Mark Zuckerberg’s Meta Is Cutting Perks Like Free Laundry And Employees Are Not Happy

Mark Zuckerberg-owned Meta is slashing some of its lavish employee benefits.

Meta, the parent company of Facebook, is reportedly slashing some of the lavish perks that its employees enjoyed. Seven company employees, speaking to The New York Times on the condition of anonymity, confirmed that Meta was eliminating free laundry service for its employees and pushing dinner back to 6.30 pm from the previous 6 pm.

The new dinner timing is problematic because the last company shuttle leaves office at 6 pm. Along with its new timing for free dinner, Mark Zuckerberg-owned Meta also announced that workers will no longer be allowed to bring reusable containers to pack food for friends and family.

These are among the several small reductions that employees will have to contend with as they prepare to return to office later this month. At Meta, many employees will return to work from office on March 28 for the first time since the coronavirus pandemic disrupted life as we knew it two years ago. Other employees will continue to work from home and follow a hybrid model, coming into office less often.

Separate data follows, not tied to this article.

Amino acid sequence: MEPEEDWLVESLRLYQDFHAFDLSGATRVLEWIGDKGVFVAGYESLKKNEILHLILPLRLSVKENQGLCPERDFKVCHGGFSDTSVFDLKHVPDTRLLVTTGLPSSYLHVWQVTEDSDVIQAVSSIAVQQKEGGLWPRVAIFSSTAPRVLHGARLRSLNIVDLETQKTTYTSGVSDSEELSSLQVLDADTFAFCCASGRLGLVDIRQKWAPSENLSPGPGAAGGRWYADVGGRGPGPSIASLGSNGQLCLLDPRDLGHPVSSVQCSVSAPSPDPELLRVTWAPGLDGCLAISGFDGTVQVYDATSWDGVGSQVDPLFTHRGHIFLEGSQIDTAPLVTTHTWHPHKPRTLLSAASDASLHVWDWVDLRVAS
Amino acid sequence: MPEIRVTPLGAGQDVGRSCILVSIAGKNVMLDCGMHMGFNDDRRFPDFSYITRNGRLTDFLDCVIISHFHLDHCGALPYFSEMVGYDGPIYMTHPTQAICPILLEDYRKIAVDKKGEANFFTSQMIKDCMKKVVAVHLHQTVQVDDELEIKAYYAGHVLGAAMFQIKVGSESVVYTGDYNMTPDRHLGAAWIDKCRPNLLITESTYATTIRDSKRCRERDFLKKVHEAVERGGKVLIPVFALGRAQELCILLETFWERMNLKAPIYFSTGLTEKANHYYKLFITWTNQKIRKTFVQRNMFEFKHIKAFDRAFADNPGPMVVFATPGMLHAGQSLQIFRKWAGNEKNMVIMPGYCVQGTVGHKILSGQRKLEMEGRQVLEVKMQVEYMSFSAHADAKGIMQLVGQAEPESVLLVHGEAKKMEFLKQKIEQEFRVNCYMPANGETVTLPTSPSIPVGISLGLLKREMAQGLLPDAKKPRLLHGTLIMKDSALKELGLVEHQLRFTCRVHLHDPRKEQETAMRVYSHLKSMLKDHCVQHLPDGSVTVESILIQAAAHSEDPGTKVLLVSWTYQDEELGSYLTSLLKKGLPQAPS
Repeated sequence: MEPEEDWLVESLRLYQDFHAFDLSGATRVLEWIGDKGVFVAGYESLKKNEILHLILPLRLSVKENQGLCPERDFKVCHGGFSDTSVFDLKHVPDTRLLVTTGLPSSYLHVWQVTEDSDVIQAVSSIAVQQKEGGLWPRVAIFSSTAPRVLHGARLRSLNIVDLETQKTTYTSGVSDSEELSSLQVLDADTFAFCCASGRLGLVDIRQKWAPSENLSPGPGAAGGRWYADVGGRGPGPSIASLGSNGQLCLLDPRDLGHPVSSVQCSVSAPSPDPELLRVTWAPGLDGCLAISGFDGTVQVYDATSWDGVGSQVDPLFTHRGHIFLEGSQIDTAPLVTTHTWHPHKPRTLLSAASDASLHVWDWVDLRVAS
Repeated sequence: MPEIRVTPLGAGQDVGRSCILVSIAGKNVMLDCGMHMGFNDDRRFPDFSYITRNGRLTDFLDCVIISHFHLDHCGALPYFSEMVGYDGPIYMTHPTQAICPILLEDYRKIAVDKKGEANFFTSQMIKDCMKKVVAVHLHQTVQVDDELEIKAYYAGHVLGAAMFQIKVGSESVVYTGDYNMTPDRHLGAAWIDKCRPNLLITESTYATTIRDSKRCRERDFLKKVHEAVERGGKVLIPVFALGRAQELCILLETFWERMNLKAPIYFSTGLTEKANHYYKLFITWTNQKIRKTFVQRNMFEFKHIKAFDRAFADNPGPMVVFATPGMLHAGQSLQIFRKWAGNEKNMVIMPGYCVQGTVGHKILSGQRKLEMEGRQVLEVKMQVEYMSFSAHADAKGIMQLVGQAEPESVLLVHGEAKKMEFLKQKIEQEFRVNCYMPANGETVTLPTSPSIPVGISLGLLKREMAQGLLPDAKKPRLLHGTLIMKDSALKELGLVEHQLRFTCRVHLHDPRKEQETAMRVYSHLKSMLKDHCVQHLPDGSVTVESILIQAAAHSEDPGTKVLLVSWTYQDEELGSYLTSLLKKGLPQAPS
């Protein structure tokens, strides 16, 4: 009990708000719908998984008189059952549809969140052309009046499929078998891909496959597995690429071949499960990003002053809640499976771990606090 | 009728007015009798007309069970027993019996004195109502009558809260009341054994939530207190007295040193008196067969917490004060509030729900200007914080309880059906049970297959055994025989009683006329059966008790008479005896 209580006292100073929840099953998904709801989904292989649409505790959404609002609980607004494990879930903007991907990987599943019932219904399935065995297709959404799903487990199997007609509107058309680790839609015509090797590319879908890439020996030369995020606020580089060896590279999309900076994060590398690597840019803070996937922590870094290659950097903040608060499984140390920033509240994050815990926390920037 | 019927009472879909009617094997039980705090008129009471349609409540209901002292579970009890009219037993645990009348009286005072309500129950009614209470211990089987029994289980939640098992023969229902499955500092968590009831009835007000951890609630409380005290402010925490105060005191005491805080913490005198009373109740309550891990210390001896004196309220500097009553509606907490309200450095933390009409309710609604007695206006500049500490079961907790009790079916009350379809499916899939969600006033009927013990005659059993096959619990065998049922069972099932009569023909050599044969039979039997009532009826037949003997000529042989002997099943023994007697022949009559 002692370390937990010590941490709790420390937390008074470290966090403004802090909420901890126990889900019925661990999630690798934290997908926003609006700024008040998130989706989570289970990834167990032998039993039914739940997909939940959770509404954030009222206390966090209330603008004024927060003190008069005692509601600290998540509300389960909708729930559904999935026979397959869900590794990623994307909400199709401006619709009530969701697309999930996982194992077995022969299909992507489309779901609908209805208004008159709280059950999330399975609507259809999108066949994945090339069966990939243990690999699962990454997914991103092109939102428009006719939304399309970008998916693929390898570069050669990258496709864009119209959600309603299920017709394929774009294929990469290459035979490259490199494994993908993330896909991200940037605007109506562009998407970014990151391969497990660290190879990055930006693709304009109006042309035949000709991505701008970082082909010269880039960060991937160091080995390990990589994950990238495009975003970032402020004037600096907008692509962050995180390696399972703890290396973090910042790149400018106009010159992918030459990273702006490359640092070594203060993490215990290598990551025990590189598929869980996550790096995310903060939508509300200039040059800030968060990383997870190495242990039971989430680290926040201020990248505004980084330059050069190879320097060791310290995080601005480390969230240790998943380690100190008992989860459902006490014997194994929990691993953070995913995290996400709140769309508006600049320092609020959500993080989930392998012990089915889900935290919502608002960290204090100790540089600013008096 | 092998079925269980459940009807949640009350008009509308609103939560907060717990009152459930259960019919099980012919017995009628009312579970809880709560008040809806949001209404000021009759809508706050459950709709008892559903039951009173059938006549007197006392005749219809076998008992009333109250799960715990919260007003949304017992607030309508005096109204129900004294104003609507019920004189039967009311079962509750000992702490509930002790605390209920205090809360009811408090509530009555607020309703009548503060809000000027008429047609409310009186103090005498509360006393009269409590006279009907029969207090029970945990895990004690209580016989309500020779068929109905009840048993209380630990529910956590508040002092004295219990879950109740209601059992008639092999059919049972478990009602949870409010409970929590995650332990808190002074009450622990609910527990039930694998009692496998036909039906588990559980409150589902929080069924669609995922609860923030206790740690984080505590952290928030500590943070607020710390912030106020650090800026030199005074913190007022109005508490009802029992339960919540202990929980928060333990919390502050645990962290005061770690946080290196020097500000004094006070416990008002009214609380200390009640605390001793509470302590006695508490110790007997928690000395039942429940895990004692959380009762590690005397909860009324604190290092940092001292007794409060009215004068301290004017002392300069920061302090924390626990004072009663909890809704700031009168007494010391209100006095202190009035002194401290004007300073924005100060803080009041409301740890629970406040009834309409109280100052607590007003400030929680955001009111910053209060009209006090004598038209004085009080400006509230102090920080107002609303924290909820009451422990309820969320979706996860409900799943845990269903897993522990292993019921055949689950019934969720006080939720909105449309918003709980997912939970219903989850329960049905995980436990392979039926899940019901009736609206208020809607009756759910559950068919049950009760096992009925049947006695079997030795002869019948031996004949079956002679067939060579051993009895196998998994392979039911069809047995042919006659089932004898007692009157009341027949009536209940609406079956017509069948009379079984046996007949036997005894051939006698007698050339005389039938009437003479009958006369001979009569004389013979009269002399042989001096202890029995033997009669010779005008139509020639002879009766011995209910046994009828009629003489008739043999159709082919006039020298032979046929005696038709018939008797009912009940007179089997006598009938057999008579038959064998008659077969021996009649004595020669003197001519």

Silicon Valley companies typically offer luxurious benefits to their employees, but these changes in Meta’s policy could be a sign of changing times. For Meta employees, the downgrade in their on-site perks are a cause for concern.

One verified employee, posting on the Blind app, rued the changes in Meta’s policy. “Dinner pushed out to 6.30 pm. NO Togo boxes, NO reusable containers one can bring even for lunch and other stuff,” the employee wrote. “Laundry benefit GONE … Childcare reimbursements were already cut for 2022,” they added.

The employee was also concerned about the crash in Meta’s stock price – the company has had a difficult few months in which it saw its market capitalization drop by half.

Meta confirmed the changes to its “on campus amenities”. “As we return to the office, we’ve adjusted on-site services and amenities to better reflect the needs of our hybrid workforce,” Tracy Clayton, spokesperson for Meta, told CNET. “We believe people and teams will be increasingly distributed in the future, and we’re committed to building an experience that helps everyone be successful.”

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